Mouth ulcers are painful sores that form on the tongue. They can form from trauma to the mouth, such as burning or biting the tongue, or can be a recurring condition due to factors such as stress and hormonal changes. Mouth ulcers usually heal on their own within a week or so, and the associated pain can be alleviated with pain relievers and avoiding irritating foods.
Malocclusion is any misalignment of the jaw or teeth. This can include the presence of underbites, overbites and tooth crowding. It can cause pain and discomfort while chewing and biting, and can also cause repeated biting of the cheeks and tongue. Classes of malocclusions range from mild to severe. Serious cases of malocclusion usually involve orthodontic or surgical treatment to remedy the problem.
Why Does My Tongue Hurt After Dental Work?
During and after dental procedures, the tongue can become sore for a variety of reasons. Chipped or rough tooth surfaces can irritate the tongue, causing it to become inflamed. Occasionally, the tongue can be nicked or bruised by dental instruments or chemicals.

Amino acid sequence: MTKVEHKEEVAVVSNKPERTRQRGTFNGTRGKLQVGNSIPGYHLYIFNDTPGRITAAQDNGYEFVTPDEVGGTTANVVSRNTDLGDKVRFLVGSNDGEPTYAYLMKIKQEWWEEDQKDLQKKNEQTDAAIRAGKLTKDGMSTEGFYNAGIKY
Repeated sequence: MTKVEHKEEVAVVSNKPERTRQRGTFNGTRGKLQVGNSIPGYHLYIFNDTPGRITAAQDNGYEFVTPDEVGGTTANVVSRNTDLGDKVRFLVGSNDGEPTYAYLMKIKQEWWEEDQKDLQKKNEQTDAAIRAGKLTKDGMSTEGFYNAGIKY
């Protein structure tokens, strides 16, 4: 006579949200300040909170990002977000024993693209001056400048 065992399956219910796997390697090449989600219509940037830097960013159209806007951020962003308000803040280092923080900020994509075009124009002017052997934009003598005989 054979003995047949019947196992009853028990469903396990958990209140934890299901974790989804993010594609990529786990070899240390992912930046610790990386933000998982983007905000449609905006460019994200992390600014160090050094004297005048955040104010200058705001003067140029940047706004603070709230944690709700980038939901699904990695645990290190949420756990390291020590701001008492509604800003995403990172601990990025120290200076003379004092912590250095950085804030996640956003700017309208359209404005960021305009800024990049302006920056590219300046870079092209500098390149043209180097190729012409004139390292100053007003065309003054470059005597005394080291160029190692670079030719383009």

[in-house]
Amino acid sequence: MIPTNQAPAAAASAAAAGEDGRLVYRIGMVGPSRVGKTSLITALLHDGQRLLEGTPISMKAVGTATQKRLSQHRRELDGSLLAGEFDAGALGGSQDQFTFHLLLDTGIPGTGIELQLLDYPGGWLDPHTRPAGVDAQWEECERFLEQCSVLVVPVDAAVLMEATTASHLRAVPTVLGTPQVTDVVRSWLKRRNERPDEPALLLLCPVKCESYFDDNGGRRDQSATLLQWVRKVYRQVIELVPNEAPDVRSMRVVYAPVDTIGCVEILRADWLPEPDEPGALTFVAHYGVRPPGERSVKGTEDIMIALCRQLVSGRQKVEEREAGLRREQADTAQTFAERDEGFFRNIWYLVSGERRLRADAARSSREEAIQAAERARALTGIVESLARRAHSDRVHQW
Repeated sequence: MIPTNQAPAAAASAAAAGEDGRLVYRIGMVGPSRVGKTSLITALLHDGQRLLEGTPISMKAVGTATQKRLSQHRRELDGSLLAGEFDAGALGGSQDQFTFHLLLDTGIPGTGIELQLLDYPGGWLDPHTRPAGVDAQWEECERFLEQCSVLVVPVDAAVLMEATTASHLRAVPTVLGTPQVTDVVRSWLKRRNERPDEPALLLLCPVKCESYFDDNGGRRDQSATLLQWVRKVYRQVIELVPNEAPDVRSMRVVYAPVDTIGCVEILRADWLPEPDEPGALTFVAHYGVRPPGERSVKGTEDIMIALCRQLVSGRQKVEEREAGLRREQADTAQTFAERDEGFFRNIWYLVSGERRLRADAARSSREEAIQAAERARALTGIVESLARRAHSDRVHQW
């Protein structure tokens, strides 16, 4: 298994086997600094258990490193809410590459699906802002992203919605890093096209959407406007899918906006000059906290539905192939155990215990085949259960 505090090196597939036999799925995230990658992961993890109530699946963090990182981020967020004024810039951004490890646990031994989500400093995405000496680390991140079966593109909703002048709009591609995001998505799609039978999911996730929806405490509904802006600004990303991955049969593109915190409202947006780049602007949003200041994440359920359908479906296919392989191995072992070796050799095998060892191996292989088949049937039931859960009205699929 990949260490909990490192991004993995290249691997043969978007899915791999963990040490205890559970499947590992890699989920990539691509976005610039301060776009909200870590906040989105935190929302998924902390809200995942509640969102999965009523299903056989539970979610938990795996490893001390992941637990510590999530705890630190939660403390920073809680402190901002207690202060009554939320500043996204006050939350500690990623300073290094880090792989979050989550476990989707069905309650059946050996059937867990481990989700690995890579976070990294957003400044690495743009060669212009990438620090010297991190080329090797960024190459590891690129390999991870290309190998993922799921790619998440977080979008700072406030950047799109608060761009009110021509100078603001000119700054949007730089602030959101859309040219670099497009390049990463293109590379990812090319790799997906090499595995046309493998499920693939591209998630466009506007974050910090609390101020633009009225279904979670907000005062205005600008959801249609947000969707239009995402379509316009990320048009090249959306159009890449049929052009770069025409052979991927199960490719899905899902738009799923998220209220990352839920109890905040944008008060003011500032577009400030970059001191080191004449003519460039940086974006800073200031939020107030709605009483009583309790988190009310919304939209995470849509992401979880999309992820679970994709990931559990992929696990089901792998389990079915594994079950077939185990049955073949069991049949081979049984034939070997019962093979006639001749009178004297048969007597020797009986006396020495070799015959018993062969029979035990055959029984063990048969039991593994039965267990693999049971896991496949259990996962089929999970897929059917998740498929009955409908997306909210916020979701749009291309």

The most common cause of tongue pain after dental work is trauma caused by biting the tongue while it’s numb. This can cause soreness, blisters and sometime ulcers. While this type of tongue pain will often subside quickly on its own, there are a few things that you can do to help alleviate the discomfort.
Solutions to tongue pain after dental work include:
- Using a topical numbing medicine
- Using mild pain relievers
- Rinsing mouth with salt water
- Avoiding hard, spicy and acidic foods and drinks until soreness subsides
Your dental professional should be consulted if the soreness does not subside within one to two weeks.
Why Does My Tongue Hurt After Tonsillectomy?
As with most surgeries involving the mouth, a tonsillectomy requires the manipulation of the tongue. In order to access the tonsils, surgeons will often use a clamp to keep the mouth open and the tongue out of the way. This creates a trauma to the tongue, resulting in temporary swelling, soreness and sometimes loss of taste.
This type of soreness usually goes away on its own within a few weeks after surgery. Eating soft foods that aren’t too hot or spicy, using pain relievers and even applying ice packs under the chin may help to alleviate some of the discomfort that follows a tonsillectomy.
Why Does My Tongue Hurt When I’m Sick?
A weak or compromised immune system can also cause tongue pain. Mouth ulcers often precede colds and other viruses, and swollen glands can cause the tongue to feel sore and swollen.
Immune disorders and antibiotic use can also produce oral thrush, which is a white coating on the tongue caused by fungus.